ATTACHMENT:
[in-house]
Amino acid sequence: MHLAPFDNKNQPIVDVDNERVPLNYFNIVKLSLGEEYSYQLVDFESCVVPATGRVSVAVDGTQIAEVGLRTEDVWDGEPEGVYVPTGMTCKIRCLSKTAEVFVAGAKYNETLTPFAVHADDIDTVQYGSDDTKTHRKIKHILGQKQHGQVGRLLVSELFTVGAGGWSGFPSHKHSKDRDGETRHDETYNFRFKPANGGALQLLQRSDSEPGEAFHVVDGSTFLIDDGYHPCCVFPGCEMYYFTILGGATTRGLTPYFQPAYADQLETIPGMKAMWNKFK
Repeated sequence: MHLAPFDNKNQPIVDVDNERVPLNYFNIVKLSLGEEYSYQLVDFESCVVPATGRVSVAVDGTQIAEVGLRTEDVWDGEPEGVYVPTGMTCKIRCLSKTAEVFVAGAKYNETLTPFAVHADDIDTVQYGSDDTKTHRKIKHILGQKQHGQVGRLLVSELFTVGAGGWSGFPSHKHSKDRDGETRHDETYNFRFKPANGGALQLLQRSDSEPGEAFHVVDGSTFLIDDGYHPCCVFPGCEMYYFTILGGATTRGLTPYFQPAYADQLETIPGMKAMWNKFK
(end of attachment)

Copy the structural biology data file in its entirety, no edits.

[in-house]
Amino acid sequence: MHLAPFDNKNQPIVDVDNERVPLNYFNIVKLSLGEEYSYQLVDFESCVVPATGRVSVAVDGTQIAEVGLRTEDVWDGEPEGVYVPTGMTCKIRCLSKTAEVFVAGAKYNETLTPFAVHADDIDTVQYGSDDTKTHRKIKHILGQKQHGQVGRLLVSELFTVGAGGWSGFPSHKHSKDRDGETRHDETYNFRFKPANGGALQLLQRSDSEPGEAFHVVDGSTFLIDDGYHPCCVFPGCEMYYFTILGGATTRGLTPYFQPAYADQLETIPGMKAMWNKFK
Repeated sequence: MHLAPFDNKNQPIVDVDNERVPLNYFNIVKLSLGEEYSYQLVDFESCVVPATGRVSVAVDGTQIAEVGLRTEDVWDGEPEGVYVPTGMTCKIRCLSKTAEVFVAGAKYNETLTPFAVHADDIDTVQYGSDDTKTHRKIKHILGQKQHGQVGRLLVSELFTVGAGGWSGFPSHKHSKDRDGETRHDETYNFRFKPANGGALQLLQRSDSEPGEAFHVVDGSTFLIDDGYHPCCVFPGCEMYYFTILGGATTRGLTPYFQPAYADQLETIPGMKAMWNKFK